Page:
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Thursday, February 19, 2009

Fed's Lockhart sees "catalysts for the start of modest recovery"

by Calculated Risk on 2/19/2009 01:23:00 PM

Excerpts from a speech by Altanta Fed President Dennis (edit) Lockhart today:

[T]he economic outlook is not indefinitely bad. Most forecasts, my own included, see catalysts for the start of modest recovery in the second half of the year.
I think almost everyone agrees with the "not indefinitely bad" comment. But I'm interested in what Lockhart sees as "catalysts for recovery":
With production falling—and expected to decline significantly more this quarter—I expect some reduction of excess business inventories, putting producers in a position to expand output as spending returns.
Right now it appears inventory levels are too high. In the Philly Fed economic outlook report today, they asked a special question about inventory levels:
In special questions this month, firms were asked about their current inventory situation. Nearly 44 percent of the firms indicated that their inventories were too high and were expected to decrease during the first quarter; 67 percent said their customers' inventory plans had also decreased.
So Lockhart might be correct, but it is too early to tell if producers will reduce inventory enough in the first half of 2009 to expand output in the second half of the year.
There are signs lower mortgage interest rates are helping housing markets on the margin. The January pending sales number was up, and there has been a spurt in refinancing activity. If historically low mortgage rates can be sustained over the coming months, I expect more buyers will be drawn into the market.
Actually the most recent pending home sales number was for December and the reason it showed an increase was because of more activity in areas with significant foreclosures.
Several factors should lift consumer spending as the year progresses. These factors include the dramatic fall in energy prices, greater stability in the housing market, and improving consumer confidence.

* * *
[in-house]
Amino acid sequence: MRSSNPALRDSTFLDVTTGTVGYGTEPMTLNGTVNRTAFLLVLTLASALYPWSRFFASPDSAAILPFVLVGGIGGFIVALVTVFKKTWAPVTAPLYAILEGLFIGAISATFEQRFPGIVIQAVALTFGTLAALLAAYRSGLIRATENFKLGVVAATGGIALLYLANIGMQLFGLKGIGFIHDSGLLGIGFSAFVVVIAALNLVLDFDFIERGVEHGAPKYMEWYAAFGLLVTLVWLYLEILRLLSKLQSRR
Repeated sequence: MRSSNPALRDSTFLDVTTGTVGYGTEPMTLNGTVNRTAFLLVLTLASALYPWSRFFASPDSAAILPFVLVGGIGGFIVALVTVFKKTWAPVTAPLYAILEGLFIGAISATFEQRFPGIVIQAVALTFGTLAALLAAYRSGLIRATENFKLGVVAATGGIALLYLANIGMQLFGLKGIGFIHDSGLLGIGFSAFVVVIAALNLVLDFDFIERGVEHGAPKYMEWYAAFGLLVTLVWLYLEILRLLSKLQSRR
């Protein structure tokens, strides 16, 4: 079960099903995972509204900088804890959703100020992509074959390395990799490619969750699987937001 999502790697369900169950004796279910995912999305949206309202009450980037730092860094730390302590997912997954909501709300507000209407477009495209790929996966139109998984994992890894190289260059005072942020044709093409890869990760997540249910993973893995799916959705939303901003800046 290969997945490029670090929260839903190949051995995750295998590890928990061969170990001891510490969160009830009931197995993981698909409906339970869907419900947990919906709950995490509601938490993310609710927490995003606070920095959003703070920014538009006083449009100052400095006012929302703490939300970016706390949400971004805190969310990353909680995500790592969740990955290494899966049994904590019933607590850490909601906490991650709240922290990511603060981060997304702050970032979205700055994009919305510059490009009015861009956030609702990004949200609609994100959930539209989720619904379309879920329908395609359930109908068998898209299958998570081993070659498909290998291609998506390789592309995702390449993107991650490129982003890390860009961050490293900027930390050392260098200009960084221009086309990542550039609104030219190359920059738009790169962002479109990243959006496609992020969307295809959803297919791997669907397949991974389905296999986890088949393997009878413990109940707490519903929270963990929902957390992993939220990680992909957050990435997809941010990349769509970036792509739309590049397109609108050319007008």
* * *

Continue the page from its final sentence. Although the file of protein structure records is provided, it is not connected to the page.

This is very possible, but I don't see evidence of this yet.
I should mention that last week the U.S. Census Bureau reported an unexpected increase in retail sales during January. I would like to see further confirmation of the underlying strength hinted at in this report, but on its face, the pickup in consumer spending is encouraging.
This is just one month of data and could be related to gift cards, so I wouldn't read much into that small increase.
Also contributing to the upturn seen in the consensus outlook are the large and targeted fiscal, credit, and monetary policies of the government and the Federal Reserve ... The intent of these aggressive and unprecedented policy actions is to support spending and fix the dysfunction in credit markets that has so severely constrained the economy’s natural forces of growth.

Indeed, we have seen modest, but hopeful, signs that financial markets are improving. A key element in the improved economic environment expected in the latter half of the year is that financial institutions will find more stable footing and begin to provide greater support to business expansion and consumer spending.
I think we can start looking for some rays of sunshine, but I don't see anything yet.